Then you’re in luck!

To celebrate the 3-and-a-half Birthday of Soupstones, my simple done-for-you meal planning service, I’m having a quick 50% OFF Sale.

To make sure you don’t miss out on the ‘1/2 Birthday Sale’
use your link below:

www.thestonesoupshop.com/soupstones/

NOTE: Sale for a strictly limited time.

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“I nearly cried when your planner came through today! My life is really hectic at the moment, lots of decision making needed, stress etc and to have the planner with recipes that are easy and scrummy, portion controlled and a shopping list it was such a relief. Thank you, thank you!”
Cecelia, Soupstones Member.
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spicy carrot salad-2

Spicy Carrot & Chicken Salad

Harissa is a very hot paste made with lots of chillies. It’s commonly found in Tunisia and Morocco and is one of my favourite ingredients. You can buy it online or from good delis. My supermarket stocks it. It comes in a tube and is brilliant to keep in the fridge for an instant chilli hit. If you can’t find commercial harissa you know I’ve got you covered in the variations below.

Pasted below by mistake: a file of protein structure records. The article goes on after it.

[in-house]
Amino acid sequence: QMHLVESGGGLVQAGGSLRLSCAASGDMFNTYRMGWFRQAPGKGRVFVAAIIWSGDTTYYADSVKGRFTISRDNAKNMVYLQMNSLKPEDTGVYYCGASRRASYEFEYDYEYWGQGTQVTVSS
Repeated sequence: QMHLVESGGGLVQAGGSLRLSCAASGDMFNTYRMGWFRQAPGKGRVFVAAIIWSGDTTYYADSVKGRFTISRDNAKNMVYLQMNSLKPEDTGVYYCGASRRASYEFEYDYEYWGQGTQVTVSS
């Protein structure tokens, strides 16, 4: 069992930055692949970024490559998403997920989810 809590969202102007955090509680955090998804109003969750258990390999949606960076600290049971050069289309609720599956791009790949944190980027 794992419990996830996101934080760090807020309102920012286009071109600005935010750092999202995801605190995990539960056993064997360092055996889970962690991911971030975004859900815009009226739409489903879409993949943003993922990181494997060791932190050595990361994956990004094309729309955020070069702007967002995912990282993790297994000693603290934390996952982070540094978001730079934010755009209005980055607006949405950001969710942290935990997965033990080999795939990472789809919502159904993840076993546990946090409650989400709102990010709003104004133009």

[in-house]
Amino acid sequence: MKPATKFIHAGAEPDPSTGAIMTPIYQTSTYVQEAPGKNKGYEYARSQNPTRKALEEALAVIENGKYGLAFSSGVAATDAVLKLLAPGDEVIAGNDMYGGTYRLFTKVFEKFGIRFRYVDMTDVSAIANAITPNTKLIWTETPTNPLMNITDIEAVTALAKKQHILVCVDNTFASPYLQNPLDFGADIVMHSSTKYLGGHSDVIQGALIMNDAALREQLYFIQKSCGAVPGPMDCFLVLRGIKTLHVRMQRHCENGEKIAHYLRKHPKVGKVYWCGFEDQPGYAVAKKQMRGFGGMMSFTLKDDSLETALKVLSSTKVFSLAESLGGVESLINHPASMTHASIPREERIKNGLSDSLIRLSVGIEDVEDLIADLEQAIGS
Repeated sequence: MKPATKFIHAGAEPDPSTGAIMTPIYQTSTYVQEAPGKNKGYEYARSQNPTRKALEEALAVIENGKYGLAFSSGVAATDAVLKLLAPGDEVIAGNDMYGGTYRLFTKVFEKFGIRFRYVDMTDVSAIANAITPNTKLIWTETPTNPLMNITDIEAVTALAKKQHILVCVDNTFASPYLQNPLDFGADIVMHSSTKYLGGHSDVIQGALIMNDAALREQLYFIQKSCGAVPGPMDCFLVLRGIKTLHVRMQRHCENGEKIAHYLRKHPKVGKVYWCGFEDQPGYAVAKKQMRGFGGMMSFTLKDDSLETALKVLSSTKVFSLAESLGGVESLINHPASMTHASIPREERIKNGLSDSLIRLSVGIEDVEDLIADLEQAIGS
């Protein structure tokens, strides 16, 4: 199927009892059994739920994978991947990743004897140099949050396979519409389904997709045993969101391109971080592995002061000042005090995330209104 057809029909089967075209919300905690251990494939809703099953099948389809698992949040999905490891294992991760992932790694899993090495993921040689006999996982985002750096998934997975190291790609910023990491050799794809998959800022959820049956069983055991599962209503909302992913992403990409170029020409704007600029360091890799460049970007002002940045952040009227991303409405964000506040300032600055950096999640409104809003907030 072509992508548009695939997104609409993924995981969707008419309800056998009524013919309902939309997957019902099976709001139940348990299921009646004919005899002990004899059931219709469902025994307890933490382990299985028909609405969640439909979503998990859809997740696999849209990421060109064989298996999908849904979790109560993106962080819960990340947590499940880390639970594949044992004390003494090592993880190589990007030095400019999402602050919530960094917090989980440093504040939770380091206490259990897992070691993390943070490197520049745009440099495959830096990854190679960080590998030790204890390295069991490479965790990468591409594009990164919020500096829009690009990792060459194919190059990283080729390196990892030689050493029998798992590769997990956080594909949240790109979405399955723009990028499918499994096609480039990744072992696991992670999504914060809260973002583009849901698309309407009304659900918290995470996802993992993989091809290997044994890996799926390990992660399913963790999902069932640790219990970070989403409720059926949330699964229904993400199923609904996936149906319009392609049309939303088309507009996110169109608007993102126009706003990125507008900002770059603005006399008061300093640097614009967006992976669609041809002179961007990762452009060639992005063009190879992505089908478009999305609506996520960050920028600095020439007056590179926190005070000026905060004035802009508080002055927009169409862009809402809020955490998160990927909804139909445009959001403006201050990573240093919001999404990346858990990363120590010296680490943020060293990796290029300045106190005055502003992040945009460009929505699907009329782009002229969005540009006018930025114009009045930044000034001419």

enough for: 2
takes: 45 minutes
2 onions finely sliced into 1/2 moons
1 bunch baby carrots, tops reserved
4 chicken thigh fillets, halved lengthwise
1 tablespoon harissa
1 tablespoon sherry or wine vinegar

1. Preheat your oven to 200C (400F). Place onion, carrots and chicken in a roasting tray. Drizzle with a little olive oil.

2. Roast for 30-40 minutes, stirring about half way through.

3. Meanwhile, combine harissa, vinegar and 2 tablespoons extra virgin olive oil. Taste and season.

4. When the carrots, onion and chicken are cooked remove from the oven and drizzle over the dressing. Serve with carrot tops sprinkled over.

Variations

side salad – skip the chicken if you prefer.

no carrot tops – if your carrot tops aren’t nice (or a non existent) replace with a bag of salad leaves or bunch of flat leaf parsley or coriander leaves.

grown-up carrots – replace baby carrots with 4 regular carrots halved lengthwise.